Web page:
A Suffering Servant

Evangelical Christian Chuck Colson’s take on Mother Teresa, from Breakpoint:

For the first time in more than 30 years, Mother Teresa graces the cover of Time magazine. But unlike the 1975 cover that hailed her as a living saint, this week’s cover titillatingly trumpets, “The Secret Life of Mother Teresa.” The subtitle declares, “Newly published letters reveal a beloved icon’s 50-year crisis of faith.” NBC led the TV pack with serious questions about her faith.

Those letters, written by Mother Teresa over more than 60 years, form a new book called Mother Teresa: Come Be My Light. So what do these letters really reveal? Newsflash: One of the great saints of the 20th century had doubts. At times, she even doubted the existence of God. Imagine that!

Now, to put this in perspective, imagine that for 60 years you waded knee-deep in the gutters of Calcutta to tend to the outcast and the dying. In the midst of unspeakable squalor and human suffering, might you at times not doubt God?

Here’s more news: Mother Teresa struggled with depression. When you wrestle with the devil surrounded by human misery, you might have good cause to be depressed! I know from the years I have spent ministering in prisons. There are many times that you question, “Where’s God?” To be depressed in such situations simply makes you human. To carry on through the depression reveals the hand of God.

Not surprisingly, Mother Teresa’s letters are red meat for the media. And atheists like Christopher Hitchens could not resist ridiculing her dark night of the soul. “She was no more exempt from the realization that religion is a human fabrication than any other person,” Hitchens told Time. “Her attempted cure was more and more professions of faith [which] could only have deepened the pit that she had dug for herself.” Hitchens even compared her to the old communists who realized their lives were meaningless after the Soviet Union collapsed. What rubbish!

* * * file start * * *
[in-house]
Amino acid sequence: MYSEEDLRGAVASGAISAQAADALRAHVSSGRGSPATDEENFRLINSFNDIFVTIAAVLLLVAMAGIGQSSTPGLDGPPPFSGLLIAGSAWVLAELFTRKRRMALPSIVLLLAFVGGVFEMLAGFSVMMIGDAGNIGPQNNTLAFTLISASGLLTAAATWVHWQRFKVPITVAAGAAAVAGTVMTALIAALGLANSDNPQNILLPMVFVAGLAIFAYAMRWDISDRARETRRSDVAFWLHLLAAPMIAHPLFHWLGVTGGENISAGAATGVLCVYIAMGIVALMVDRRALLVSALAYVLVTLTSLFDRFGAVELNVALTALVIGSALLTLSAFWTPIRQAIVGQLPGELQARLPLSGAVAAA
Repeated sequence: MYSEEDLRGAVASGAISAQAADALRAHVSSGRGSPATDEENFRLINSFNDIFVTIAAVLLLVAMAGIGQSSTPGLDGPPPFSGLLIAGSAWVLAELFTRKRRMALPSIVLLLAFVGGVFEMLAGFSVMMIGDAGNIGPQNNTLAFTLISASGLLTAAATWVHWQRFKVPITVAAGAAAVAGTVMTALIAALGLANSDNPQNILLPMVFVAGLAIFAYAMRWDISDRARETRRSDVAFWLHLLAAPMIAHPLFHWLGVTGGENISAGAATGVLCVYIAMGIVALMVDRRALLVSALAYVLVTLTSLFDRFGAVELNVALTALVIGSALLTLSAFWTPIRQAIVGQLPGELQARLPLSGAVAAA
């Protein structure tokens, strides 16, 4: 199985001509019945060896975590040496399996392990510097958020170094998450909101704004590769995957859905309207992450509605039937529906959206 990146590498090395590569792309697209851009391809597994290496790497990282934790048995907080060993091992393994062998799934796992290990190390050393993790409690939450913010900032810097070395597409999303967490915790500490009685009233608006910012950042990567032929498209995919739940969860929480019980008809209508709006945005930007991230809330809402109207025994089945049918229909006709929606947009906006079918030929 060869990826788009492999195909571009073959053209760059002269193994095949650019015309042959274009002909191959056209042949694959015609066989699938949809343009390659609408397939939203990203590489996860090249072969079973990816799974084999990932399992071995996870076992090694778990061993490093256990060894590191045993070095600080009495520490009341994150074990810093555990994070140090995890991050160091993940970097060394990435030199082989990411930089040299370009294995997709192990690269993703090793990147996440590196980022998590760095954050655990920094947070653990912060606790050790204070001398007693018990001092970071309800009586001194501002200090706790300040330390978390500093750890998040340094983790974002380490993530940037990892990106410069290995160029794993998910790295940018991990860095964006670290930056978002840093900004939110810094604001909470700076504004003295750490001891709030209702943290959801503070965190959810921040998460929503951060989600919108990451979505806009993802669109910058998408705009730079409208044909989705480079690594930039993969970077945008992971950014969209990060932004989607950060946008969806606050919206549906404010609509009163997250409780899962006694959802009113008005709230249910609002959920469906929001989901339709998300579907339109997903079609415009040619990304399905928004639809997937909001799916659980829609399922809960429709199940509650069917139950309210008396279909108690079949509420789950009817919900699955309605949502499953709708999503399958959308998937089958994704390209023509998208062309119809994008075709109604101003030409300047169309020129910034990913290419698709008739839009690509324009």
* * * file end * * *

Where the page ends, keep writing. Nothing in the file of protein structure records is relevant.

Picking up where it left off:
And meaningless is the last word you would think of to describe Mother Teresa. To help the poorest of the poor die with dignity was the greatest example of faith, particularly while you are suffering yourself, with doubts and with pain and with depression.

She continued to do the toughest job anyone could possibly do. And she did it to her dying day. Why? As she wrote to her spiritual advisor, she submitted to God. “I accept,” she wrote, “not in my feelings—but with my will, the Will of God—I accept His will.” I came to that realization in my own dark night of the soul a couple of years ago when two of my three kids had cancer.

The very essence of faith, you see, is believing even in the absence of evidence. And it is the only way we can know Christ. We can conclude rationally that God exists, that His Word is true, and that He has revealed Himself. But without that leap of faith, we will never know God personally or accept His will in Christ.

So what do the letters of Mother Teresa reveal? For one, they reveal the true cost of discipleship. To follow Christ is to embrace suffering and the Cross. And, at times, to say with Jesus, “My God, my God, why did you abandon me?”

Certainly Mother Teresa took on the suffering of the world just as her Lord had done. And she demonstrated a kind of faith that few ever experience. But hers is a faith that will be a lasting witness to the world—when Christopher Hitchens and the media critics are long forgotten.

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